After the Department of Justice issued a memo in December stating that Native Americans could grow and sell marijuana on tribal lands, there was an immediate rush by entrepreneurs to sign up tribes and cash in on the opportunity.
But some legal experts are now cautioning tribes to proceed carefully.
Seattle-based Native American attorney Anthony Broadman warned that the DOJ memo “was not a blank check to just go out and start growing weed,” according to Indian Country Today Media Network.
Rather, he said regulations may even be stricter on tribal lands than off, even in states where medical or recreational marijuana is legal.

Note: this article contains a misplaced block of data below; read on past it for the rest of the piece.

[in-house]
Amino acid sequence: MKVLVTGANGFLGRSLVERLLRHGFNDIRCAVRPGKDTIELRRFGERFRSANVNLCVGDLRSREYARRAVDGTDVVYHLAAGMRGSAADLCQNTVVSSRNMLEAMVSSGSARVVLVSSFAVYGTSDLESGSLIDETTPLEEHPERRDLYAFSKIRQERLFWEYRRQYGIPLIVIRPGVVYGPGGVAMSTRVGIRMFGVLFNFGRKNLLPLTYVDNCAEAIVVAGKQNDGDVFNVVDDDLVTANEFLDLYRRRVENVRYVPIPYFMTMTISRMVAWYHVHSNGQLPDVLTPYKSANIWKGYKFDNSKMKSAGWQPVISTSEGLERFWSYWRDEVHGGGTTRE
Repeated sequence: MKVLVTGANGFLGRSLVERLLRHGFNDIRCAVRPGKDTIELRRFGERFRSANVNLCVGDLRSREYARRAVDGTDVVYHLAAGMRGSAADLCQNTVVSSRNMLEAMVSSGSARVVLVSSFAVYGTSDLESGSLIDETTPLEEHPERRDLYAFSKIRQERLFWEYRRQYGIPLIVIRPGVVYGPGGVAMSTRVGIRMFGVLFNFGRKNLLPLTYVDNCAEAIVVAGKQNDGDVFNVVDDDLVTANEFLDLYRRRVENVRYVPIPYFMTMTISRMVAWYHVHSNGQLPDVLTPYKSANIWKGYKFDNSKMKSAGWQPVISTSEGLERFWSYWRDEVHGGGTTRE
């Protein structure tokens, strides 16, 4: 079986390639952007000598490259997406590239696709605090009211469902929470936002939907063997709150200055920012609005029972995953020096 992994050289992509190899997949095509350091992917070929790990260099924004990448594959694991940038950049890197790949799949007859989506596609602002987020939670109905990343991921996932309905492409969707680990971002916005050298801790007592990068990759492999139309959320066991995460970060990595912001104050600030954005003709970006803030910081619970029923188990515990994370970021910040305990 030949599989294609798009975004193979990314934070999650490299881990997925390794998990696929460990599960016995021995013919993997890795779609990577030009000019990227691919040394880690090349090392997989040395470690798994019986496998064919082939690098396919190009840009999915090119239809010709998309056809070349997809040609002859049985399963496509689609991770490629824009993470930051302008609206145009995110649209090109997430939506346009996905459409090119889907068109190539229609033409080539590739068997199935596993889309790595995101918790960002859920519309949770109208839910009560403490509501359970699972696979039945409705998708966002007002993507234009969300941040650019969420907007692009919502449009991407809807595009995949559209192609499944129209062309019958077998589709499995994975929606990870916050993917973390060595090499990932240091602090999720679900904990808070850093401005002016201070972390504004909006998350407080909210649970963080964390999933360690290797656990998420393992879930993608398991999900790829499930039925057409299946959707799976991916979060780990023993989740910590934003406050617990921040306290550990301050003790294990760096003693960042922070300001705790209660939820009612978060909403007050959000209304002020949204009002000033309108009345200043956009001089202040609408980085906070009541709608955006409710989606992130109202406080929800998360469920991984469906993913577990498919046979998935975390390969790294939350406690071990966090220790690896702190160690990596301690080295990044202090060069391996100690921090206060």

Consultant Walter Lamar, another Native American businessman, also said tribes need to be wary of “opportunists and hucksters,” and advised them to ensure first and foremost that they’re following the law.
Broadman and others told the network that tribes should also proceed slowly, warning that individuals could even end up in jail.